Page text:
and noise pickup. The circuits are simpler and therefore easier to
maintain. Direct current also eliminates the fluctuations and variations
inherent in most of the alternating current supplies.
The DC-8 simulator uses printed-circuit boards and utilizes various
electronic systems. For example: the characteristics of the engines are
carried electronically on one circuit board. If another engine with an
extra 500 horsepower is to be inserted, the old engine circuit board is
removed and the new one plugged in. This way “engines” can be switched in
only half an hour.
A room behind the cockpit section is lined with tall, gray cabinets. On
the left are racks holding various amplifiers and other electronic gear.
On the right are small circuit boards and motors with spinning dials.
Under each unit is a label: Fuel Flow, Bank, Altitude, etc. The computer
essentially takes a rate of change, integrates it, and tells the crew
through cockpit motion or instrument readings just what is happening.
Televised Airport. In the TV room there is a model airport made to scale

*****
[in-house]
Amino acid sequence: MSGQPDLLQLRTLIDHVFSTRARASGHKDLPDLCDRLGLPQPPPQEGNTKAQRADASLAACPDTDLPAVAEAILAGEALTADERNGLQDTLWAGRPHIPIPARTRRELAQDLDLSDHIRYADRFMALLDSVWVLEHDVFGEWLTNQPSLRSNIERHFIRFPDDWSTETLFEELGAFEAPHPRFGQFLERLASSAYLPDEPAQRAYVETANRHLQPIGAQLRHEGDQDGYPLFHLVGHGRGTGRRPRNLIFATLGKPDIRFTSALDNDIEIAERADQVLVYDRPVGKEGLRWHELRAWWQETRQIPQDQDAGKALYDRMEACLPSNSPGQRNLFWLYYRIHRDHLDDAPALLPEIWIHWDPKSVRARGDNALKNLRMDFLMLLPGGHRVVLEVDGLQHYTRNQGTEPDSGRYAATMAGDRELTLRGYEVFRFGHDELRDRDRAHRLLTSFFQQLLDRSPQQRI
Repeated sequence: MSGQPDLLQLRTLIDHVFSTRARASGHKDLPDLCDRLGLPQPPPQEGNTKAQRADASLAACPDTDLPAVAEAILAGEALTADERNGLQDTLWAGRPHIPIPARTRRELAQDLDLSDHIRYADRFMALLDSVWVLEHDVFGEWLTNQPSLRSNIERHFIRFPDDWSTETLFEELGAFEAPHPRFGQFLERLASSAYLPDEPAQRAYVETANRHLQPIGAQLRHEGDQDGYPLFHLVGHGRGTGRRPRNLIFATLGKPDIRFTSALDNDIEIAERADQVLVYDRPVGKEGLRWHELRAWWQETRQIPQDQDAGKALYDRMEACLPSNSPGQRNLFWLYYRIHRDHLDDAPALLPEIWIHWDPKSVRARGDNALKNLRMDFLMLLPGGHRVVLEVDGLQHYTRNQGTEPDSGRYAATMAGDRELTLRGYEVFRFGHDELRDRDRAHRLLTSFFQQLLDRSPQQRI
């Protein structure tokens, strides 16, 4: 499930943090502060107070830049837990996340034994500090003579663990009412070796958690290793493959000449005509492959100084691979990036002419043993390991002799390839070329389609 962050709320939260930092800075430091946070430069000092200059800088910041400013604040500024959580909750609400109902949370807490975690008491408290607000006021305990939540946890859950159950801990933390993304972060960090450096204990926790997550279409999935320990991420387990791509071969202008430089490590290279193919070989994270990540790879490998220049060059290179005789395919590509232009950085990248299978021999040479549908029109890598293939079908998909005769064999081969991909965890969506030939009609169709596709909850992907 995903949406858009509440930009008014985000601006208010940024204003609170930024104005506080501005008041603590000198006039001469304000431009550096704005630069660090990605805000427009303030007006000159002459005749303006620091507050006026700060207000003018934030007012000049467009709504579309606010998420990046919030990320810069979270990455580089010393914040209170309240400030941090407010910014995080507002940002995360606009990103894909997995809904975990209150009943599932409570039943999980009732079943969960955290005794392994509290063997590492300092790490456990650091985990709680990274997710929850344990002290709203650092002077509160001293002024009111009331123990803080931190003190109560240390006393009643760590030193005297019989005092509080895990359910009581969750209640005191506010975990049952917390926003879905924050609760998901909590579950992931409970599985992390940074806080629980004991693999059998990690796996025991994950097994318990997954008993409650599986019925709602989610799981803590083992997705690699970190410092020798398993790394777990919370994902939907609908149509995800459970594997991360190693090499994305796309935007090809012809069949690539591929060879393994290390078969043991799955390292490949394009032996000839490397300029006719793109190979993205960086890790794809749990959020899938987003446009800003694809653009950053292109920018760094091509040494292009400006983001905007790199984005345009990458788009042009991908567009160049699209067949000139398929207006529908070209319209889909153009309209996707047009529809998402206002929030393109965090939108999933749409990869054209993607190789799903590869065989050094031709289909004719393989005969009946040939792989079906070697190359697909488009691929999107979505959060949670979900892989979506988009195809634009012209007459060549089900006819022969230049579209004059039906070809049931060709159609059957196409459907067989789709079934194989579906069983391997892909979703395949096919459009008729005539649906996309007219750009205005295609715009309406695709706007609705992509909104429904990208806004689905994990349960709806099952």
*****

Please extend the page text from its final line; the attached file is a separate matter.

mounted on a long wall. A television camera is mounted on two tracks which
run the length of the model airport. The model is built to a
three-hundred-to-one scale, and represents an area 21,000 feet by 3000
feet. The TV camera is connected to the computer system. If the pilot
dives, the camera tilts down. If he climbs, the camera tilts up. It
follows every motion of the airplane, so it sees what the pilot would see.
The picture is then flashed on the screen in front of the pilot.
A television projector is located on top of the DC-8 simulator cockpit.
And the televised picture from the map room is projected onto a motion
picture screen which covers the visible area viewed by the pilots in
The DC-8 simulator gives to the public a well-trained, proficient crew.
This flying team practices and “polishes” on the ground. When the
Jetliners are put into operation, the passengers can be sure that the
pilot and his crew have many hours of simulated and actual flying time
under their belts. The simulator offers safety through practice.